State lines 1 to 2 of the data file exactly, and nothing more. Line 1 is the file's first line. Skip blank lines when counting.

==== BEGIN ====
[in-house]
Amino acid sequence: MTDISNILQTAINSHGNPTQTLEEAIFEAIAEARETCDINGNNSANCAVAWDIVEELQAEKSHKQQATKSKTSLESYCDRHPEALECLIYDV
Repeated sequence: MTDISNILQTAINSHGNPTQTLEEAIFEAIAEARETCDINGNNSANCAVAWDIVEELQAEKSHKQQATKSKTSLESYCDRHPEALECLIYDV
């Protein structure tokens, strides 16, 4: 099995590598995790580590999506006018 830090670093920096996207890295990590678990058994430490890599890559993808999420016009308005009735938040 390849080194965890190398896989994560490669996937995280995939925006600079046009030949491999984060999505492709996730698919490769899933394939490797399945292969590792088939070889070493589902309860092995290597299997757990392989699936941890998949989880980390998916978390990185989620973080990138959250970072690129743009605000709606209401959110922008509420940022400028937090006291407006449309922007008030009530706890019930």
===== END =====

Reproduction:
[in-house]
Amino acid sequence: MTDISNILQTAINSHGNPTQTLEEAIFEAIAEARETCDINGNNSANCAVAWDIVEELQAEKSHKQQATKSKTSLESYCDRHPEALECLIYDV